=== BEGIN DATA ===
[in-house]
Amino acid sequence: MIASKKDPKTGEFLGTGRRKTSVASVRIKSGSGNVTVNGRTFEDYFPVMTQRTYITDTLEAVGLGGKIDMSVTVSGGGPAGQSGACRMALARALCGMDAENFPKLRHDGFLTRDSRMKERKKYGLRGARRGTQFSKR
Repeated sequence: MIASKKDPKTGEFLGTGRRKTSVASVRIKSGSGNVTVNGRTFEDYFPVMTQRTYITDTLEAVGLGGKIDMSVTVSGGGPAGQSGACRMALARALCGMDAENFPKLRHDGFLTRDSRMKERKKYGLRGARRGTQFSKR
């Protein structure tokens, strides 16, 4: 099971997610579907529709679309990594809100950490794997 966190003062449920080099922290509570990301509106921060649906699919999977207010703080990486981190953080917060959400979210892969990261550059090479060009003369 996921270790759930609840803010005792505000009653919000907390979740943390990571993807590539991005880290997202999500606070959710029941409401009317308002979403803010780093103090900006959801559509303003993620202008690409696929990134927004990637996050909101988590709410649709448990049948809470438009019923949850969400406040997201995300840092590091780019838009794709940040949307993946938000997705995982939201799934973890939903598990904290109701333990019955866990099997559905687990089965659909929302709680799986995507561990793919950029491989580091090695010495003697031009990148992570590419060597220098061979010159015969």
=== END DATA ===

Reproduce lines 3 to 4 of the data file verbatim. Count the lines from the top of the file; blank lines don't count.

Repeated sequence: MIASKKDPKTGEFLGTGRRKTSVASVRIKSGSGNVTVNGRTFEDYFPVMTQRTYITDTLEAVGLGGKIDMSVTVSGGGPAGQSGACRMALARALCGMDAENFPKLRHDGFLTRDSRMKERKKYGLRGARRGTQFSKR
């Protein structure tokens, strides 16, 4: 099971997610579907529709679309990594809100950490794997 966190003062449920080099922290509570990301509106921060649906699919999977207010703080990486981190953080917060959400979210892969990261550059090479060009003369 996921270790759930609840803010005792505000009653919000907390979740943390990571993807590539991005880290997202999500606070959710029941409401009317308002979403803010780093103090900006959801559509303003993620202008690409696929990134927004990637996050909101988590709410649709448990049948809470438009019923949850969400406040997201995300840092590091780019838009794709940040949307993946938000997705995982939201799934973890939903598990904290109701333990019955866990099997559905687990089965659909929302709680799986995507561990793919950029491989580091090695010495003697031009990148992570590419060597220098061979010159015969």